February 2013 Archive

Film Session: Minnesota’s run

After a Victor Oladipo score with 15:42 to go in the second half, the Hoosiers found themselves up eight (44-36) and perhaps on their way to assuming control of the game for another road Big Ten victory. From there, the Golden Gophers went on a 10-2 run, tying up the game at 46-all at the 10:51 mark. It was a key run in the game, a momentum swing after the Hoosiers had held Minnesota scoreless for the preceding four minutes.

A look at how it all went down the latest edition of Film Session:

I. After an inbounds pass off the baseline, the Hoosiers sink into a 2-3 zone defense. Maverick Ahanmisi swings the ball to Joe Coleman on the left wing:


Coleman passes the ball back to Ahanmisi, and a weak Rodney Williams Jr. pick allows some room for him to drive into the middle of the zone:


With the Indiana defense collapsing to the middle, Ahanmisi finds Elliott Eliason on the left block:



The Inside the Hall Mailbag: February 28

022812ueThe Inside the Hall Mailbag is a collection of questions tweeted to us via Twitter (@insidethehall) and sent to us via our Facebook page. Submit your questions and we’ll answer as many as we can.

@JSutel writes: Yogi has improved all season, what’s the next part of his game to come, consistent finishing at the rim or that jump shot?

As you said, I think we’ve seen Yogi Ferrell improve in just about every area of his game as the season has progressed. But after a glance at the numbers, I think he’s been adequate in finishing at the rim and with his jumper this season. In terms of finishing at the rim, he’s taking 25 percent of his field goal attempts at the rim and is making 64 percent. For a small guard, that’s a good enough percentage.

As far as the jump shot goes, his overall percentages are not great, but he’s shooting close to 36 percent on threes in conference play, which is an improvement over the 20 percent mark posted in non-conference play. That tells me he’s becoming more comfortable and confident.

I think the next part of his game to come to elevate him into the elite level of point guards in college basketball is to cut down on his turnovers. His turnover percentage (23.8) is the highest among IU starters. Some of that has to do with the pace and style of play the Hoosiers play, but there are also instances where he goes airborne with nowhere to go or tries to make a pass that isn’t there. Some of that is just how he plays, but I also feel like some of it is still a matter of making an adjustment to the college game.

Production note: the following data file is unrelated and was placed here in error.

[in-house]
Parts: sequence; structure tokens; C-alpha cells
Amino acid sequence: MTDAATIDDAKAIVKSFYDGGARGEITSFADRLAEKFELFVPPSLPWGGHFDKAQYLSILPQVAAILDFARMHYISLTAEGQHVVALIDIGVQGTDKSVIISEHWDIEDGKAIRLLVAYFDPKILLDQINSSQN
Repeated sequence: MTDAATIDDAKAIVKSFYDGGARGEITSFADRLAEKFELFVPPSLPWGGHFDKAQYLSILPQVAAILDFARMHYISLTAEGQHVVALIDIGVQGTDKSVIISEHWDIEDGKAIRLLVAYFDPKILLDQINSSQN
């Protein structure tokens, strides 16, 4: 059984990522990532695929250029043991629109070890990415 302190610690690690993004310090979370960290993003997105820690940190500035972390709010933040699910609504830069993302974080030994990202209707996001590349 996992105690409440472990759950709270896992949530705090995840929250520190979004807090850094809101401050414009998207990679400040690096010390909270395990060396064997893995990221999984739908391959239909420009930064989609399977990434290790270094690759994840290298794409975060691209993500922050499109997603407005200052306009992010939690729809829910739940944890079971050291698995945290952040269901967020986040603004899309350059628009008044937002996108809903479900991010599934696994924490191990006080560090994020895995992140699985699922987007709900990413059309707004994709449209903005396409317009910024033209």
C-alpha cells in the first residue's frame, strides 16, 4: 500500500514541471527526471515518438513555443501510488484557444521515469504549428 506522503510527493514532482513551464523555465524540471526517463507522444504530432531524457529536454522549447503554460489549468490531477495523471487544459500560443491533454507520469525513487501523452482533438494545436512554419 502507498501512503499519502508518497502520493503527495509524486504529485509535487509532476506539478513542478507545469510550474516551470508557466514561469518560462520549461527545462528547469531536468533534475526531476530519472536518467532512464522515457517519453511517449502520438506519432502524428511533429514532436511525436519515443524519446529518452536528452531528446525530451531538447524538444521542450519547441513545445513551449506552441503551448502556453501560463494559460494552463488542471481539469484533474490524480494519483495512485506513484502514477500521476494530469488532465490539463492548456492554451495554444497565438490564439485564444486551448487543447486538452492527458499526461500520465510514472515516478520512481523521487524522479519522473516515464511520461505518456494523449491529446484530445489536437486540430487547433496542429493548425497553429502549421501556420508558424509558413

Nathan Curtis-Wagoner writes: What are the chances IU will end up in the Midwest region of the NCAA bracket?

Very good right now, but there’s still a lot to play out. Michigan losing last night at Penn State certainly helped the Hoosiers because the Wolverines are likely eliminated from contention for a No. 1 seed. The Wolverines probably had an outside shot of making a play for the Midwest No.1 before last night, but losing to the Big Ten’s worst team ended that.  A team to keep an eye on is Louisville, which is strong in the computers and has won 7 of 8.

Ultimately, Indiana just needs to win games to play through Indianapolis. I believe an outright Big Ten regular season championship makes the Hoosiers a lock for the Midwest No. 1 and if they share the title, they’ll probably have some work to do in Chicago to button things up. I’d characterize the chances as very good at this point, but nothing is guaranteed yet.

@funkmastacrab writes: What’s with Remy? He started the season off strong, but he hasn’t been the same since…is confidence a factor?


An updated look at the race for the Big Ten title